Any fairy tale that involves monsters stems from society's fear of something. Fear is a visceral, primal human emotion. It causes people to do some really wacky things, like grab pitchforks and torches and storm the castle on the hill. When fear becomes institutionalized, it can mean huge profits for those who know how to take advantage of it.

So it is with the organic food movement, or so I hypothesize. Riding the cancer-fear wave, organic food manufacturers package their products and mythologize their brand. It's "organic," it's "natural," it's "healthy" -- the subtext being, "it won't cause cancer, and it's healthier for you."

But how much better is organic food for the body? And how much worse is regular food? Most people don't have the knowledge or data necessary to evaluate the risks, so they believe what they hear, even though there is a real lack of evidence determining whether organics are better or not.

Scientists in England just surveyed 162 articles of scientific literature over the past 50 years, and they found, according to Reuters, "no evidence that organic and conventional foods differ significantly in their nutrient content." Furthermore, the research in this area was extremely limited, with just 12 articles that directly addressed the health effects of organics.

Add to this the American Cancer Society, which says, "no research exists to demonstrate whether [organic] foods are more effective in reducing cancer risk than are similar foods produced by other farming methods."

Then again, these results won't derail the organic food industry. Once behavior becomes habitual, it is extremely difficult to change. Emotion overrides logic, and even though the data is inconclusive on this issue, you can bet that sales at organic purveyor Whole Food Markets (Nasdaq: WFMI) are not likely to be affected.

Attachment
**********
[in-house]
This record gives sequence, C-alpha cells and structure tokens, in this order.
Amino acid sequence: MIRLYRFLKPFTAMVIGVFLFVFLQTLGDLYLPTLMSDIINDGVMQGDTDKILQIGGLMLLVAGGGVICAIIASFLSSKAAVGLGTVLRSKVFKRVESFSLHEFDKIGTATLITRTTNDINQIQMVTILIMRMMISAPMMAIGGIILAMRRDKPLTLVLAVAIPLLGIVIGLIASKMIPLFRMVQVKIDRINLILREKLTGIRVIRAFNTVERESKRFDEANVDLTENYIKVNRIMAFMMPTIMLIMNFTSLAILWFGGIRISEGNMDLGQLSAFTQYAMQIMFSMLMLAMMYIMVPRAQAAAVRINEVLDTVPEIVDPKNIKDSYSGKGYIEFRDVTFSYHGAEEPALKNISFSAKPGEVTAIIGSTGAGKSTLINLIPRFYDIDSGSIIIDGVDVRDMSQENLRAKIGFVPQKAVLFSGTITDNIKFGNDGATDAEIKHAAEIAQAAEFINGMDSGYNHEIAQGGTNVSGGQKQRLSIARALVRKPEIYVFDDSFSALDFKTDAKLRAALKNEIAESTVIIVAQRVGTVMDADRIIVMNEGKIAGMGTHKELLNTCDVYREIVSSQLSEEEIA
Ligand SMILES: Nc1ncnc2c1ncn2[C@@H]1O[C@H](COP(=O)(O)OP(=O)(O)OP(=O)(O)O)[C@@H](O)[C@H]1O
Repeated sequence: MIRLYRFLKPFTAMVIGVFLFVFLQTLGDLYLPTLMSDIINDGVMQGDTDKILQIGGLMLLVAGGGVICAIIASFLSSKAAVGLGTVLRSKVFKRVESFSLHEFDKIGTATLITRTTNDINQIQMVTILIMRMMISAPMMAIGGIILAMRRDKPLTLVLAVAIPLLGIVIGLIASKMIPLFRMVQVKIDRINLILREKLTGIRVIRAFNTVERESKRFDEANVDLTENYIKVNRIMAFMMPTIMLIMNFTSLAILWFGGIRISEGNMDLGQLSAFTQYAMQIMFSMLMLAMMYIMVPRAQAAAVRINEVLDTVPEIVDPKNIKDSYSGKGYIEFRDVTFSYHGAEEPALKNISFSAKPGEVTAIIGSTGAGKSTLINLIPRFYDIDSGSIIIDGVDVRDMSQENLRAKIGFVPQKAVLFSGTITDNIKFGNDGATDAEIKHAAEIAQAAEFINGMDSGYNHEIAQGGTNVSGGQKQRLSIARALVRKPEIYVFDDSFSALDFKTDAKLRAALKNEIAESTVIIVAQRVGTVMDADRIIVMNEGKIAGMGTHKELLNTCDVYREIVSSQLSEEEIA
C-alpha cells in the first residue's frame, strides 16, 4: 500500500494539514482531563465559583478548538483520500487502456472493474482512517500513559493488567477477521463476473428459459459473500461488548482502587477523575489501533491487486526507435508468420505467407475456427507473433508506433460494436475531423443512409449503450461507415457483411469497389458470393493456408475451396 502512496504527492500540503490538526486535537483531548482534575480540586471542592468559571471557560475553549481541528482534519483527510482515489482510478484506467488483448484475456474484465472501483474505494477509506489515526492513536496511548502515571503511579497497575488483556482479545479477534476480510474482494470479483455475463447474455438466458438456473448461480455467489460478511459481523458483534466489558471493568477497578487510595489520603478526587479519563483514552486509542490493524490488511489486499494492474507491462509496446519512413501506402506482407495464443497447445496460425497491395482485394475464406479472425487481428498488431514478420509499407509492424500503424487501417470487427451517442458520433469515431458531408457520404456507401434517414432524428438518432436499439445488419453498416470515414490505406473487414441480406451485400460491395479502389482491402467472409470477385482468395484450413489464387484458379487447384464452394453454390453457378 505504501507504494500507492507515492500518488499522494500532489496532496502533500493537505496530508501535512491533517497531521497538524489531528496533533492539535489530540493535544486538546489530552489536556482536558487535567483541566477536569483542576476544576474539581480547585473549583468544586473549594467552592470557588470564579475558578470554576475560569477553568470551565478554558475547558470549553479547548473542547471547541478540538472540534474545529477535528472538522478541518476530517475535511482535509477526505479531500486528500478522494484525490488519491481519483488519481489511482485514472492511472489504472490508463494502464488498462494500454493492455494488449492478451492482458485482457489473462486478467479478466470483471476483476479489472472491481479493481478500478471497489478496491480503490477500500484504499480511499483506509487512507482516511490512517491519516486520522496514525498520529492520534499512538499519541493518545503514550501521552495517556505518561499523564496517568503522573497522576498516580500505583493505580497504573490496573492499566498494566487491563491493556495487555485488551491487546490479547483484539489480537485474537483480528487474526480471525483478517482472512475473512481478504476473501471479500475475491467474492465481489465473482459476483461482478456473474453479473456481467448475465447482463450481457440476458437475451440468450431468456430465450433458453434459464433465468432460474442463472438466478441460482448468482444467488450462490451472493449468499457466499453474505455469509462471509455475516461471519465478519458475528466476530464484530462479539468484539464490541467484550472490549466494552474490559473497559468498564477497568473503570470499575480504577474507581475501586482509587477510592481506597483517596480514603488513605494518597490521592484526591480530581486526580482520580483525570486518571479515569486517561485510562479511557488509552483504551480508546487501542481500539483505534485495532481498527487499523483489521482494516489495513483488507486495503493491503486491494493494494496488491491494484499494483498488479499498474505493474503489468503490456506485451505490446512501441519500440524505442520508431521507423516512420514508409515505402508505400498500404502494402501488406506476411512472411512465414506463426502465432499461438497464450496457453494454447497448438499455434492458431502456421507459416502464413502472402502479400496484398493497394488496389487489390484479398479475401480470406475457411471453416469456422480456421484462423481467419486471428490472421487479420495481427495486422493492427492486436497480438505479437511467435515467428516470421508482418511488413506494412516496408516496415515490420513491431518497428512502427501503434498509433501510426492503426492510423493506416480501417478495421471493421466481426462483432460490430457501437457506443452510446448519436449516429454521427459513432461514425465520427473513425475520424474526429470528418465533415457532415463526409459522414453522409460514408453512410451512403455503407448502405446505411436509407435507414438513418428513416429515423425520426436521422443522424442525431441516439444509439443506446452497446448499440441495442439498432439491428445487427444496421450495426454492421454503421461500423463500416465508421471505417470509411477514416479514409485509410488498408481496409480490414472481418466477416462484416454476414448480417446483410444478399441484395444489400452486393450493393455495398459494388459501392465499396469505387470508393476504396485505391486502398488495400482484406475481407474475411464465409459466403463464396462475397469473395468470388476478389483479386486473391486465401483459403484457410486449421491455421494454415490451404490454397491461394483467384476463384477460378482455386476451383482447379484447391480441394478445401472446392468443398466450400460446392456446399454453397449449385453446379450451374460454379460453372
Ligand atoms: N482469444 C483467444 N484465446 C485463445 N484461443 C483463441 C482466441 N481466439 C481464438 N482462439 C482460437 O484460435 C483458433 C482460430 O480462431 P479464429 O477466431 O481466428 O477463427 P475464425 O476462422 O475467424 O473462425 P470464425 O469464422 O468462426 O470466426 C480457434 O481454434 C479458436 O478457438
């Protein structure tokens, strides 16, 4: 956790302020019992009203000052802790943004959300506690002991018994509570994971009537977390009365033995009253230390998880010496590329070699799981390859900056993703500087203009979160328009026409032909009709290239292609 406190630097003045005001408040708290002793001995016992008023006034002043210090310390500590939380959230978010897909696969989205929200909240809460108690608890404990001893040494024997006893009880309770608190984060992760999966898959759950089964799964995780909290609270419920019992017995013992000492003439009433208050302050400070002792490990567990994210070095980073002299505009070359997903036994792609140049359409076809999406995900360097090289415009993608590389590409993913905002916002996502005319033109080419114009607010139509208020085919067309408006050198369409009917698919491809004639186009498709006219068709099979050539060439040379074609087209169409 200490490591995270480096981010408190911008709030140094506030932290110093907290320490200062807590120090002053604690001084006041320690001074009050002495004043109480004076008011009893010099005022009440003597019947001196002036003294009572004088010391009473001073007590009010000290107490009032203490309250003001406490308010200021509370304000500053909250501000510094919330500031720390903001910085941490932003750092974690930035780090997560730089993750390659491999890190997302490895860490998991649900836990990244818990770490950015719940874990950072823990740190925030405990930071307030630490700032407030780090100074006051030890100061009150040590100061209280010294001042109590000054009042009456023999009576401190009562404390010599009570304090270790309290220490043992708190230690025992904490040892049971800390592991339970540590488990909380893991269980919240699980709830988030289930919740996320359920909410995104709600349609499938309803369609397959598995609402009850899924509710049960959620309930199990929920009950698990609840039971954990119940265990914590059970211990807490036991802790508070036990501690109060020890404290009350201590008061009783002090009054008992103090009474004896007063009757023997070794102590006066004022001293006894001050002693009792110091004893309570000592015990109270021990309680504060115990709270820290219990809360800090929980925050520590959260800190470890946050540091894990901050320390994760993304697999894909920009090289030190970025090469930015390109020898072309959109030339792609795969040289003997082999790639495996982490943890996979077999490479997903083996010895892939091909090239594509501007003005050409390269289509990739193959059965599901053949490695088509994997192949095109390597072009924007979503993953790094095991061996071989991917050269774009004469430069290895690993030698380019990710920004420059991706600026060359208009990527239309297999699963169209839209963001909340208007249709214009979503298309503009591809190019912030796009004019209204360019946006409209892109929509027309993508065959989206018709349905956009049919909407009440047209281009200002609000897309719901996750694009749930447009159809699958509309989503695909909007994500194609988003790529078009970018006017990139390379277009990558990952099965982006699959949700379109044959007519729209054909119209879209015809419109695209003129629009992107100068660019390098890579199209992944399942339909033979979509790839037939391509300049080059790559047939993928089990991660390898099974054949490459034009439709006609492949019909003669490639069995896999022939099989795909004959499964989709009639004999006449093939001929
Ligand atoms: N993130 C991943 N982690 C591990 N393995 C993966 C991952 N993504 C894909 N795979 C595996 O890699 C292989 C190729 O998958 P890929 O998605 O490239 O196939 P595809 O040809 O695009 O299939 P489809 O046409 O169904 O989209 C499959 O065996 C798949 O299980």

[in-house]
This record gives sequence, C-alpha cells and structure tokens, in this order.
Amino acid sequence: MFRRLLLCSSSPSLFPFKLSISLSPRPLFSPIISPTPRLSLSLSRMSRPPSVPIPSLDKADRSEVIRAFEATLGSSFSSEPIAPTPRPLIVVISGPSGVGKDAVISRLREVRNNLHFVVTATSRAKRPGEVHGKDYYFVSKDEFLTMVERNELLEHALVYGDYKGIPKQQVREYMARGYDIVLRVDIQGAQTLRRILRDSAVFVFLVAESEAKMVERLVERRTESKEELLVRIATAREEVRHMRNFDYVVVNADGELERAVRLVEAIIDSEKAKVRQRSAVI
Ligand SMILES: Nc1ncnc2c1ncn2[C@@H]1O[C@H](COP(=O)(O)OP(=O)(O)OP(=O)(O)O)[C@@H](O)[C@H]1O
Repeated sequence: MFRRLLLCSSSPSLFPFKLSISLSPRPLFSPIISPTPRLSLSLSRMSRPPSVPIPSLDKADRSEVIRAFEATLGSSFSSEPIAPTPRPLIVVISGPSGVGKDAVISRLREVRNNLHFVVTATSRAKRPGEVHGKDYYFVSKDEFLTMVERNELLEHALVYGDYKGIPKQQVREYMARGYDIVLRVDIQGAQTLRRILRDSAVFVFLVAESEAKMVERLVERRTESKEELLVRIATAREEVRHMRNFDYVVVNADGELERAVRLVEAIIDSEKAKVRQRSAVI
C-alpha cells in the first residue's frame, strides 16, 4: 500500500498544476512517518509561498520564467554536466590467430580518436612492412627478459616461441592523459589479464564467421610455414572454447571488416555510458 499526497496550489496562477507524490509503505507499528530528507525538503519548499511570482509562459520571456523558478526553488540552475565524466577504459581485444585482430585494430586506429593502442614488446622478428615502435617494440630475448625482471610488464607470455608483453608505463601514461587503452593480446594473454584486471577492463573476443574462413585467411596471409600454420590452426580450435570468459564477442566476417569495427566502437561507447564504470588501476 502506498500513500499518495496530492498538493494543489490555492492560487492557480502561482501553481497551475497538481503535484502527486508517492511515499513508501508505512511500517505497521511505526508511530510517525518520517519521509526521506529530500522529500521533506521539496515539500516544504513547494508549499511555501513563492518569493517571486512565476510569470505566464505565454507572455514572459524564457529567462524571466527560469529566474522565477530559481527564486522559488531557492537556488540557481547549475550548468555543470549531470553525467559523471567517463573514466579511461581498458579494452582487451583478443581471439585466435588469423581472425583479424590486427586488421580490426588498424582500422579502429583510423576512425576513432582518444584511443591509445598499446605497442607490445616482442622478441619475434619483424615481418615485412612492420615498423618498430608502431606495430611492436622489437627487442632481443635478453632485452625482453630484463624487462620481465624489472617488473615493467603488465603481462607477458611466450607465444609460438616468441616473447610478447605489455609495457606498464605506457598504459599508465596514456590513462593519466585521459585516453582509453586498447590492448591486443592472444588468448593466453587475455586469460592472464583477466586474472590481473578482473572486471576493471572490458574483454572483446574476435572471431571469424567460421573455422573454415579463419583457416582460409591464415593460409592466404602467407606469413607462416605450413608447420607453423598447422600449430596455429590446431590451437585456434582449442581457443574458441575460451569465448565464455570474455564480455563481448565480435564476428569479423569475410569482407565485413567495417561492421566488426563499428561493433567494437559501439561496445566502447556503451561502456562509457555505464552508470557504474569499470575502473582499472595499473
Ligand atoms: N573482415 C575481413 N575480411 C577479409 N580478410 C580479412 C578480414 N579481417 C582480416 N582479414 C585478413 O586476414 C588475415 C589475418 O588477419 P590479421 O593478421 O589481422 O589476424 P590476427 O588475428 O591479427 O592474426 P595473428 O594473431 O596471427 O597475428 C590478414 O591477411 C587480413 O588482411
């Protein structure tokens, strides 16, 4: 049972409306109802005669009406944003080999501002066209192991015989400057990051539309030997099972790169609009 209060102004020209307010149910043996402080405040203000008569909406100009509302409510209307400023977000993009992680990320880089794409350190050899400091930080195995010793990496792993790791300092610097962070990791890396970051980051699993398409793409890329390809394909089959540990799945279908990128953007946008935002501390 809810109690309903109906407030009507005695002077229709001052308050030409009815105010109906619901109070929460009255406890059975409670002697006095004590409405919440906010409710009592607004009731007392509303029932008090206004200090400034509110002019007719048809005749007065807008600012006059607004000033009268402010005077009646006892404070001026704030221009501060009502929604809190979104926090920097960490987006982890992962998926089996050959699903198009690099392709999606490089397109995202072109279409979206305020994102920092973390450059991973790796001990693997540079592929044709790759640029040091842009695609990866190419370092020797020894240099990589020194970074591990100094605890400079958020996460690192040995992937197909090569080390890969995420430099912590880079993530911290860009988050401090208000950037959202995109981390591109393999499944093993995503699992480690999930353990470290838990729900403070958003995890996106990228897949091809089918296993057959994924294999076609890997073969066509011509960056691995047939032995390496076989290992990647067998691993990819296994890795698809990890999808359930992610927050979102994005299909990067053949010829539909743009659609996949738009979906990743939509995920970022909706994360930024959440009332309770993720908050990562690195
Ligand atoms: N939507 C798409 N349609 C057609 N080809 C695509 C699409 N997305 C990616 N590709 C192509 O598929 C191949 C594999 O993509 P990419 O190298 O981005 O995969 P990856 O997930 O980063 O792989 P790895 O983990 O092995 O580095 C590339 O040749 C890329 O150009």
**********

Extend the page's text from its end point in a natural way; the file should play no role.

Good news for investors
After struggling the past three years, Whole Foods is expected to grow earnings an astonishing 60% this year, with an 18% growth rate over the next five years.

There are other plays in the sector, but not very many of them, and nothing like the pure play that Whole Foods is. Frankly, it's the ripest melon in the patch. Here's a financial comparison, but note that they each operate in a different sector of the organic world.


Annual Revenue Growth (TTM)

Operating Margins (TTM)


5-Year PEG

Whole Foods





Kroger (NYSE: KR)





Safeway (NYSE: SWY)





Dean Foods (NYSE: DF)





United Natural Foods (Nasdaq: UNFI)





Hansen Natural (Nasdaq: HANS)





Source: Capital IQ, TTM = trailing 12 months.

As retailers of both organic and conventional foodstuffs, Kroger and Safeway provide diversification. Although stable companies, they don't interest me because they are struggling with earnings and are vastly overpriced as a result (on a PEG basis).

Distribution plays are always interesting, no matter the industry. Dean Foods is solidly profitable, the cheapest on a PEG basis. It has $4 billion in debt, against a market cap of under $2 billion. Interest expense runs to around 90% of free cash flow, so this is a company that could be hurt if it has to refinance at higher rates.  

United Natural Foods intrigues as a pure-play organic distributor. It's paying down debt, it recently started growing free cash flow, and analysts project a strong five-year earnings growth rate of 16%. It's a bit pricey for me at the moment, but I'm keeping on eye on it.

Hansen Natural is maker of natural and regular beverages, and Fool Anders Bylund thinks it may be a buy. I know it's an amazing growth story, and those plays deserve a premium value, but a 1.9 PEG is just too high for me.

In the end, I think Whole Foods is just right. The stock is expensive at 30 times this year's earnings, but Whole Foods simply isn't going to go away, its financials are solid, and it's the premier name in the sector. All those reasons might be enough to convince some investors to pay the premium.

Seems to me that no matter how you slice the whole-wheat bread, organic is here to stay, and after surveying the salad bar of investments, Whole Foods seems like the one stock to take to the cash register.

Hansen Natural is a Motley Fool Rule Breakers selection. Whole Foods Market is a Stock Advisor pick. Try any of our Foolish newsletters today, free for 30 days.

Fool contributor Rick Steier does not own shares in any company mentioned. The Motley Fool has a disclosure policy.